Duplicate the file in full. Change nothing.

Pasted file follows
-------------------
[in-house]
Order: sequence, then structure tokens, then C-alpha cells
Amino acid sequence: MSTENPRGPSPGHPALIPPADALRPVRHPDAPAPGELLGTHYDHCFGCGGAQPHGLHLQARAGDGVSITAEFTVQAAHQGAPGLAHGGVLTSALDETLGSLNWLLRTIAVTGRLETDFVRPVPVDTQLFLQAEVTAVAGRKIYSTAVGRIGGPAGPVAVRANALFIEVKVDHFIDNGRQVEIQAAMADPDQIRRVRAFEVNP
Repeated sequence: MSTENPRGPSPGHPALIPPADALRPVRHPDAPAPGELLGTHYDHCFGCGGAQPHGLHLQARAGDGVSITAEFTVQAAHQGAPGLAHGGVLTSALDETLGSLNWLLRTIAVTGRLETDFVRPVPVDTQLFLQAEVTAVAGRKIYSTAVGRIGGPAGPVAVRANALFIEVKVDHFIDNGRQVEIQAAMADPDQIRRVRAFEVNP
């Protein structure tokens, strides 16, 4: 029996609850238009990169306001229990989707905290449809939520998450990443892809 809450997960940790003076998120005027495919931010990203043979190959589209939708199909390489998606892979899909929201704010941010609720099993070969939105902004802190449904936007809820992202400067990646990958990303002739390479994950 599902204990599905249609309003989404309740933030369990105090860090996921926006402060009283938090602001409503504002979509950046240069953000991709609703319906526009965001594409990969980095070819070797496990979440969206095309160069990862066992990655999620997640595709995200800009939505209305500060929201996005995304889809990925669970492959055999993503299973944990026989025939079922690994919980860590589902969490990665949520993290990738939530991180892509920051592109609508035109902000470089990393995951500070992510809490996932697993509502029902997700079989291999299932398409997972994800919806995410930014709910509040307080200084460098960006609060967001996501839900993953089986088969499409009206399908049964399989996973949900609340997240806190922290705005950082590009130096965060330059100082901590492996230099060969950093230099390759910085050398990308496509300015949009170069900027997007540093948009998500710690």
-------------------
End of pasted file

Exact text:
[in-house]
Order: sequence, then structure tokens, then C-alpha cells
Amino acid sequence: MSTENPRGPSPGHPALIPPADALRPVRHPDAPAPGELLGTHYDHCFGCGGAQPHGLHLQARAGDGVSITAEFTVQAAHQGAPGLAHGGVLTSALDETLGSLNWLLRTIAVTGRLETDFVRPVPVDTQLFLQAEVTAVAGRKIYSTAVGRIGGPAGPVAVRANALFIEVKVDHFIDNGRQVEIQAAMADPDQIRRVRAFEVNP
Repeated sequence: MSTENPRGPSPGHPALIPPADALRPVRHPDAPAPGELLGTHYDHCFGCGGAQPHGLHLQARAGDGVSITAEFTVQAAHQGAPGLAHGGVLTSALDETLGSLNWLLRTIAVTGRLETDFVRPVPVDTQLFLQAEVTAVAGRKIYSTAVGRIGGPAGPVAVRANALFIEVKVDHFIDNGRQVEIQAAMADPDQIRRVRAFEVNP
């Protein structure tokens, strides 16, 4: 029996609850238009990169306001229990989707905290449809939520998450990443892809 809450997960940790003076998120005027495919931010990203043979190959589209939708199909390489998606892979899909929201704010941010609720099993070969939105902004802190449904936007809820992202400067990646990958990303002739390479994950 599902204990599905249609309003989404309740933030369990105090860090996921926006402060009283938090602001409503504002979509950046240069953000991709609703319906526009965001594409990969980095070819070797496990979440969206095309160069990862066992990655999620997640595709995200800009939505209305500060929201996005995304889809990925669970492959055999993503299973944990026989025939079922690994919980860590589902969490990665949520993290990738939530991180892509920051592109609508035109902000470089990393995951500070992510809490996932697993509502029902997700079989291999299932398409997972994800919806995410930014709910509040307080200084460098960006609060967001996501839900993953089986088969499409009206399908049964399989996973949900609340997240806190922290705005950082590009130096965060330059100082901590492996230099060969950093230099390759910085050398990308496509300015949009170069900027997007540093948009998500710690």